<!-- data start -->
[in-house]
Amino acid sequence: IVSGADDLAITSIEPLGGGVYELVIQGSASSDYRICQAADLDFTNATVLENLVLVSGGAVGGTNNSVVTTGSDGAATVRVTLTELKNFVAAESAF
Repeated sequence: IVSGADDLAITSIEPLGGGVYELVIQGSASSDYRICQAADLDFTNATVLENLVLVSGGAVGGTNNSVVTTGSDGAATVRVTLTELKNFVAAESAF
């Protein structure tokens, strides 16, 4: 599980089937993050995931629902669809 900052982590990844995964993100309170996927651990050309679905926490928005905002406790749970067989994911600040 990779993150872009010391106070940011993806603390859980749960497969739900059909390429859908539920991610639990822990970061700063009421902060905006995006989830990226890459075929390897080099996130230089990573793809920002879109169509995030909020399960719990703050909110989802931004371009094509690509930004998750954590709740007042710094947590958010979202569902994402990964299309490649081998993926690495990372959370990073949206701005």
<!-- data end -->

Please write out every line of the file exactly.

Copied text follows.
[in-house]
Amino acid sequence: IVSGADDLAITSIEPLGGGVYELVIQGSASSDYRICQAADLDFTNATVLENLVLVSGGAVGGTNNSVVTTGSDGAATVRVTLTELKNFVAAESAF
Repeated sequence: IVSGADDLAITSIEPLGGGVYELVIQGSASSDYRICQAADLDFTNATVLENLVLVSGGAVGGTNNSVVTTGSDGAATVRVTLTELKNFVAAESAF
């Protein structure tokens, strides 16, 4: 599980089937993050995931629902669809 900052982590990844995964993100309170996927651990050309679905926490928005905002406790749970067989994911600040 990779993150872009010391106070940011993806603390859980749960497969739900059909390429859908539920991610639990822990970061700063009421902060905006995006989830990226890459075929390897080099996130230089990573793809920002879109169509995030909020399960719990703050909110989802931004371009094509690509930004998750954590709740007042710094947590958010979202569902994402990964299309490649081998993926690495990372959370990073949206701005």